Sat, 03/04/2017 - 05:49 Permalink
Kyle Grice / DePaul University

Coord Chem and OM kind of go hand and hand in my view. I teach descriptive coord chem and electron counting early in the quarter, then get to OM chem later in the quarter.

I only get about 4-5 days to cover coordination chem and then OM chem in my inorganic class total, and here's what I want students to be able to do:

-Identify X and L-type ligands (and kappa, eta, and mu nomenclature for all ligands)

-oxidation state, d-electron count, and 18-electron counting (I use the "ionic method", basically CBC... the covalent method is whacky)

-HS/LS, paramagnetic/diamagnetic, spectrochemical series/CFT

-Organometallic pi ligands (Frost diagrams, orbital interactions between the metals and the pi ligand orbitals)

-Differentiate between Fischer and Schrock carbenes (and how to count them as ligands). 

-Understand pi-donor and acceptor effects (back donations from CO's, CN's, etc), and predict differences in C-O stretching in IR due to other metal and other ligand identities.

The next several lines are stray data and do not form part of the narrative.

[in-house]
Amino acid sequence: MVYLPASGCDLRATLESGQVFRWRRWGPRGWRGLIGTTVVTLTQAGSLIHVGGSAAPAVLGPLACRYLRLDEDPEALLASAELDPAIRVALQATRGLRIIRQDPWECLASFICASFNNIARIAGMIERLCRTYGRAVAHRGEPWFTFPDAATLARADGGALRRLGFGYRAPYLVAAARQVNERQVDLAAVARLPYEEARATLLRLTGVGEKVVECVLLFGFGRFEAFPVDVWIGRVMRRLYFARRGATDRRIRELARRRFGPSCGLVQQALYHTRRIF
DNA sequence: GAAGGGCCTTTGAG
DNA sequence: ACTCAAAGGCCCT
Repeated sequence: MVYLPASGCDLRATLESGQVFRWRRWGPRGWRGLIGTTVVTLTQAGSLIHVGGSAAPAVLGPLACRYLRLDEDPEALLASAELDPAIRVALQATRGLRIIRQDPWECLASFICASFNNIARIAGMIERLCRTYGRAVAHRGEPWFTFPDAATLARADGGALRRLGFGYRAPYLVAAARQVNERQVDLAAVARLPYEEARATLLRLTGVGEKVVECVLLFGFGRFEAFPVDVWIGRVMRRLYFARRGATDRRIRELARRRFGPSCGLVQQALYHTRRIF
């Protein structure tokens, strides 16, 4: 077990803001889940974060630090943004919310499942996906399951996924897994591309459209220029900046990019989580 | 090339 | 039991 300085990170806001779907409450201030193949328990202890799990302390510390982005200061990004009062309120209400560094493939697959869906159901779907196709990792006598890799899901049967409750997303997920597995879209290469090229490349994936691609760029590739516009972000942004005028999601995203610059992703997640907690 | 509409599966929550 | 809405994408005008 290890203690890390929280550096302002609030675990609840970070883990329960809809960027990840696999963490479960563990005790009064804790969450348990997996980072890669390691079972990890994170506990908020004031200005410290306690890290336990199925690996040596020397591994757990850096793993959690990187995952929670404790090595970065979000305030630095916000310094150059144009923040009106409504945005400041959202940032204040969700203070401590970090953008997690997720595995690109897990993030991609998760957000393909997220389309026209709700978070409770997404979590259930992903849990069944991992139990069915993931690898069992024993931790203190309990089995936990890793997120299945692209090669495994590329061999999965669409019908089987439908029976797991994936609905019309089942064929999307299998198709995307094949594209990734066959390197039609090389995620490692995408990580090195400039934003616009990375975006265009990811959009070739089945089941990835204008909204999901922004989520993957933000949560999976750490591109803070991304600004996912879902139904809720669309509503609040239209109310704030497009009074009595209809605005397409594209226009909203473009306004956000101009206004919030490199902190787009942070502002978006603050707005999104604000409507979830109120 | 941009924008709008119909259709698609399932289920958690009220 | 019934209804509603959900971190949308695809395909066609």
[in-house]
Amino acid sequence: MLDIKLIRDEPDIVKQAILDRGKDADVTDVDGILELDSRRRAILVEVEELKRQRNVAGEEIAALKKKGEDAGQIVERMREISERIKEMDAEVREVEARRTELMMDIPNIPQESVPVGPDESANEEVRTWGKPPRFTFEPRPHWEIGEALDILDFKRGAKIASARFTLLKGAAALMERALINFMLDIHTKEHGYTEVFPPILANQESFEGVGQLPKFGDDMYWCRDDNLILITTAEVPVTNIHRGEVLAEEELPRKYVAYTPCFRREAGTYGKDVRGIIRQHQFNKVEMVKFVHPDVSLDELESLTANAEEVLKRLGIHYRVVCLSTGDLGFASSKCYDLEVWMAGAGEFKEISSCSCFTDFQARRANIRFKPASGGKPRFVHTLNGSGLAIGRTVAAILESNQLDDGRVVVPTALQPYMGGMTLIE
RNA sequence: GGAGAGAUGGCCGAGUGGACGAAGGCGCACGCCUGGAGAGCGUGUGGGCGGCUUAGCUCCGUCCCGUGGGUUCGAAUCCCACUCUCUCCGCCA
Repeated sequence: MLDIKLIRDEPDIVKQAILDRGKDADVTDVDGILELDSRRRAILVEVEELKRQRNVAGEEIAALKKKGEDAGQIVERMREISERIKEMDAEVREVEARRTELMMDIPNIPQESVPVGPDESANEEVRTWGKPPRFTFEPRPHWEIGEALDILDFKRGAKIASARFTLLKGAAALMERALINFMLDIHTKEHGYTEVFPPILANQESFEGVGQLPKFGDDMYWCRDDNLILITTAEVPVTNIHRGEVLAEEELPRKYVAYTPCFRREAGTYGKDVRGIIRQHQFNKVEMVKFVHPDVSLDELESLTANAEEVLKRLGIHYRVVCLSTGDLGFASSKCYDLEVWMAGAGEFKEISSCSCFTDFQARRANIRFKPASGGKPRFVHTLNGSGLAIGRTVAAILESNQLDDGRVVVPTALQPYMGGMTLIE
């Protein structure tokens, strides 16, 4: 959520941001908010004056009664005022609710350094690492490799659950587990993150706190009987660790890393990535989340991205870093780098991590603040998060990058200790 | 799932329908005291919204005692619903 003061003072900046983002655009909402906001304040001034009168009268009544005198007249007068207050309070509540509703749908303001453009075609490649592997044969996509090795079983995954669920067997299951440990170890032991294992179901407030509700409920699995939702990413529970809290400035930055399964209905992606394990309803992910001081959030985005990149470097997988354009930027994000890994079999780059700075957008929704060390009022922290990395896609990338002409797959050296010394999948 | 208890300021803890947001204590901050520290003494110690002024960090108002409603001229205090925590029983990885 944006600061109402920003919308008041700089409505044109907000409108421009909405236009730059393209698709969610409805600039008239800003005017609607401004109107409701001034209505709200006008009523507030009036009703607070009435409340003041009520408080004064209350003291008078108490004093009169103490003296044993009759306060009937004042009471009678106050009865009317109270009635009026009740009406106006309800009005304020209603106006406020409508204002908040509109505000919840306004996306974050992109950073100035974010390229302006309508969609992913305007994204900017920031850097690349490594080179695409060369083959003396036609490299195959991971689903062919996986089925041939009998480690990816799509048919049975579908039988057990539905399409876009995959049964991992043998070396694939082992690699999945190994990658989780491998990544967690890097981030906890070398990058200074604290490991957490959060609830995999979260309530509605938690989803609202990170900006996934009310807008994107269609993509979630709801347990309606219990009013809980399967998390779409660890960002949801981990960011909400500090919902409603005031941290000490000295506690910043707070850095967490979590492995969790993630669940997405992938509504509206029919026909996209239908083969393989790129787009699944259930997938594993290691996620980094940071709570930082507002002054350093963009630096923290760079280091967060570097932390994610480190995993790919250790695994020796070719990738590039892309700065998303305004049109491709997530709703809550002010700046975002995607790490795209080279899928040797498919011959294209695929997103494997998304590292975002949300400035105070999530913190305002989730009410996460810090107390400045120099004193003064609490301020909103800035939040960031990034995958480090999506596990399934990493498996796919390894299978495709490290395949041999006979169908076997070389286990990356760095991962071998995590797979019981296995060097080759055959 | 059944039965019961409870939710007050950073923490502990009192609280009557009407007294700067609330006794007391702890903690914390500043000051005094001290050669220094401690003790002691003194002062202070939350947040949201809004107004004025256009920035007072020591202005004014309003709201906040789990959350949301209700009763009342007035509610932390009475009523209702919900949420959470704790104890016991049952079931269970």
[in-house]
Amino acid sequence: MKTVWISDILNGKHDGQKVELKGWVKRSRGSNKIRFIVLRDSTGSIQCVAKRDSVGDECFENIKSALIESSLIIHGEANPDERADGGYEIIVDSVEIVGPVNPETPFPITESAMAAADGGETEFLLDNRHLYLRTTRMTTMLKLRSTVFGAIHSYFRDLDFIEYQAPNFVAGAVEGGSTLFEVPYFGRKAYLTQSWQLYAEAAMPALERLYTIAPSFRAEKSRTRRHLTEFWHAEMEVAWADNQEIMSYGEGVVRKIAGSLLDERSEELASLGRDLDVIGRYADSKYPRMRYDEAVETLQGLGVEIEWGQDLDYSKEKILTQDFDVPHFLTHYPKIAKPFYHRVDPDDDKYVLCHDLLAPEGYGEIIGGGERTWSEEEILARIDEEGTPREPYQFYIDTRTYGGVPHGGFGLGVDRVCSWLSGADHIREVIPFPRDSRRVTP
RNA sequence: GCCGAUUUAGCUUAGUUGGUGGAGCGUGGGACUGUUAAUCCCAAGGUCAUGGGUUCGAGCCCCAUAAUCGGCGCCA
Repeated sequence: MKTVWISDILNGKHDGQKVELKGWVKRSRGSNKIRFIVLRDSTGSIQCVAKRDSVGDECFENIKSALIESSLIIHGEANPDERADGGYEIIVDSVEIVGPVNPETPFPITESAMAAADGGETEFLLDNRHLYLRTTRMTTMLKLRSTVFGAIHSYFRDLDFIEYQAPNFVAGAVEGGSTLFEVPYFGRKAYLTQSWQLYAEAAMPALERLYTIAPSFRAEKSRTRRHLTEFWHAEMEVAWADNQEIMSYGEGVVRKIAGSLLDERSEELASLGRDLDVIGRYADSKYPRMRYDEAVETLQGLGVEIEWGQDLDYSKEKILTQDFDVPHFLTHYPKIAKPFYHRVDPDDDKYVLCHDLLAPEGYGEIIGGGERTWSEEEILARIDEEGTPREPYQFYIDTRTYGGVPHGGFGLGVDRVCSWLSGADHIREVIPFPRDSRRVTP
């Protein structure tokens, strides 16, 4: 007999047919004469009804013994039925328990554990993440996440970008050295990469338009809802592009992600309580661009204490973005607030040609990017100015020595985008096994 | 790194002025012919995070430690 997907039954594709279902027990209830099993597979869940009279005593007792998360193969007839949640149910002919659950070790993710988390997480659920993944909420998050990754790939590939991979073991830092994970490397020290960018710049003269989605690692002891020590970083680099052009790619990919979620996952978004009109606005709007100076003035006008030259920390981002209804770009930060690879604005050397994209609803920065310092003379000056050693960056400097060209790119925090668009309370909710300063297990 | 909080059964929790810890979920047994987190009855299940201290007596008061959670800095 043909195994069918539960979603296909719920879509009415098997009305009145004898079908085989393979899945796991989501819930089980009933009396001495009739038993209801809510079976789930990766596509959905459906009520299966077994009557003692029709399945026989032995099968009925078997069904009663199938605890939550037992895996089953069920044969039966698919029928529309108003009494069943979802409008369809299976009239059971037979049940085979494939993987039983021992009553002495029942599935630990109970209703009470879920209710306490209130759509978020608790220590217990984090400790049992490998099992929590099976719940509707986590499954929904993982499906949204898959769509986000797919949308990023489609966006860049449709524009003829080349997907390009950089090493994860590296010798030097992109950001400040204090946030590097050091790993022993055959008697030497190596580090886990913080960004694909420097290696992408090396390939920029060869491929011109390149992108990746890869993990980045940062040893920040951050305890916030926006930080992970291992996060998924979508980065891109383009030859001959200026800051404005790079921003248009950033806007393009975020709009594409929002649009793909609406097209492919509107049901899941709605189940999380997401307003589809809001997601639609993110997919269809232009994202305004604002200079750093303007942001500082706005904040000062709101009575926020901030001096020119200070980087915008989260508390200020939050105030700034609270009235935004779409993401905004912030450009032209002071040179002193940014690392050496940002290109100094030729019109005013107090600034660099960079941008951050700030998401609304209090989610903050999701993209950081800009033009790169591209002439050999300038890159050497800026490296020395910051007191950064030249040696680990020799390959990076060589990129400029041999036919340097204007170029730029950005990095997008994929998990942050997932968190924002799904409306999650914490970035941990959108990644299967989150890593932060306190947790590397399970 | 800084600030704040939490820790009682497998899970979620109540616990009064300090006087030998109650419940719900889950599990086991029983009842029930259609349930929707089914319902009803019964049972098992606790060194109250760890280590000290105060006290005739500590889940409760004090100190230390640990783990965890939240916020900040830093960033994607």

-Be able to identify various reactions and tell what happens to oxidation state, d-count, 18-electron rule: OA/RE, ligand association/dissociation, ligand insertion/deinsertion

-Identify olefin metathesis catalysts (Grubbs vs. Schrock) and when/why you can use each. 

-Predict organic products from olefin metathesis

-Analyze a catalytic cycle in terms of the e-counting in the species, the steps, the overall balanced chemical equations, and why the conditions are important (added base to react with HX being generated for cross-coupling, the need for HI in the monstanto process, etc). 

-Understand cases where OA proceeds via SN2 chemistry (and do arrow-pushing)

-Understand how a mechanism could be studied (e.g. excess ligand, changing conditions, etc) on a relatively basic level. We don't have time to cover kinetics/advanced mechanistic chem. 

Basically, I have lots and lots of cases where I ask them about the oxidation state, d-count, and 18-electron count. Those are skills that they really need to get from the course. 

Tue, 06/13/2017 - 12:39 Permalink